May 10 U.S. federal energy regulators on Friday
granted a rehearing request for a unit of JPMorgan Chase & Co
Inc on how the bank will comply with a six-month ban on
physical power trading at market-based rates.
The decision Friday follows the U.S. Federal Energy
Regulatory Commission's (FERC) decision on Thursday to give
itself more time to decide the bank's rehearing request.
As part of its decision on Friday, FERC said the bank should
submit another compliance filing that caps its offers to supply
energy and other services at cost in markets outside of
FERC however rejected the bank's proposal to add 10 percent
to its offers.
The regulator said by supplying power and other services at
cost, JPMorgan should avoid losing money on its sales, while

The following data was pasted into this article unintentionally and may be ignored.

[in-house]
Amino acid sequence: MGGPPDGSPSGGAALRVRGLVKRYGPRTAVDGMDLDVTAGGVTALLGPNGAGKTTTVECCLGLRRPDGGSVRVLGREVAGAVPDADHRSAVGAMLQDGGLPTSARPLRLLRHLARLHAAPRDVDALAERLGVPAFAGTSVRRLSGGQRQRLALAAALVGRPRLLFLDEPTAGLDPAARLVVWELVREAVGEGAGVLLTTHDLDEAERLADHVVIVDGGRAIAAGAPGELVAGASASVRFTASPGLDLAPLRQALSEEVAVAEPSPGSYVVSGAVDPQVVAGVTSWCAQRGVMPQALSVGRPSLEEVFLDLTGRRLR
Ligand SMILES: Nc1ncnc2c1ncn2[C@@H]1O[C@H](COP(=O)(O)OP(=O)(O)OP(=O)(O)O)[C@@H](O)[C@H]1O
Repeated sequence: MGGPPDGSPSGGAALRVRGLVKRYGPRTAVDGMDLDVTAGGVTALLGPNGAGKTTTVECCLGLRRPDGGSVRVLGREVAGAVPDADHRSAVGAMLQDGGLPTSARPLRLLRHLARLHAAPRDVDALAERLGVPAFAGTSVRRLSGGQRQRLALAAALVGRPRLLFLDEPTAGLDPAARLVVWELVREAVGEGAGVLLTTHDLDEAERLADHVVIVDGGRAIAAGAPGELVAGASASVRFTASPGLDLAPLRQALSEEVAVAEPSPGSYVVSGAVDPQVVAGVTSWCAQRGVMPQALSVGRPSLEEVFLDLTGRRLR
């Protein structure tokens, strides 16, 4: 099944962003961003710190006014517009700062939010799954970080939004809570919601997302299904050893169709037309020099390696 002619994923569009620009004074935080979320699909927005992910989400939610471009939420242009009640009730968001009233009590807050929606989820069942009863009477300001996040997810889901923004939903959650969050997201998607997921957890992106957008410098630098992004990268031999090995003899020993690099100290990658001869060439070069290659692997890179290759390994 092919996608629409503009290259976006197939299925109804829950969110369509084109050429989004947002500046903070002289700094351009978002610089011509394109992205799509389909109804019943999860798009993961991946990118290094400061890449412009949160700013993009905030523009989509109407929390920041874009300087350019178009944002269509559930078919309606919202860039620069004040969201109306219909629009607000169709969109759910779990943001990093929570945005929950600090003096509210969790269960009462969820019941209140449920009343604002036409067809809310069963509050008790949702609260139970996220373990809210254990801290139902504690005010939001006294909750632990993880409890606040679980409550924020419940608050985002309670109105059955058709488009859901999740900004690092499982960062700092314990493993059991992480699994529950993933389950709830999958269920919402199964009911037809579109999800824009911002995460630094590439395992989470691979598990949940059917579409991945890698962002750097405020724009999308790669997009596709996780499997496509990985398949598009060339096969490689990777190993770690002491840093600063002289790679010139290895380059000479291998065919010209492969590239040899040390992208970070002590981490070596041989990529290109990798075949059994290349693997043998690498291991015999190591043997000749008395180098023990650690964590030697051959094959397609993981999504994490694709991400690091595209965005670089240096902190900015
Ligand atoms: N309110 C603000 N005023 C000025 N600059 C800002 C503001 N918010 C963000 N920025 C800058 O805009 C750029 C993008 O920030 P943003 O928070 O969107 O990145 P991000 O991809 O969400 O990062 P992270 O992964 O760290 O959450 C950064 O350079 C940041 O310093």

also preventing the bank's units from displacing more cost
effective resources, which was a concern for the operators of
the PJM and Midcontinent power grids.
PJM operates the power grid serving more than 60 million in
13 Mid-Atlantic and Midwest states and the District of Columbia.
Midcontinent Independent System Operator (MISO) operates the
power grid in 11 Midwest states.
FERC sanctioned the U.S. bank's energy trading unit on Nov.
14 for failing to disclose information during an investigation
of potential power market manipulation in California and
That six month trading ban started on April 1.
FERC has not accused the bank of market manipulation but
JPMorgan this week notified its shareholders in a regulatory
filing that the agency may take action against the bank.
JPMorgan has denied that it manipulated the power markets,
and vows to fight.
Separately, JPMorgan sold the rights to market electricity
from three power plants in California, reducing its presence in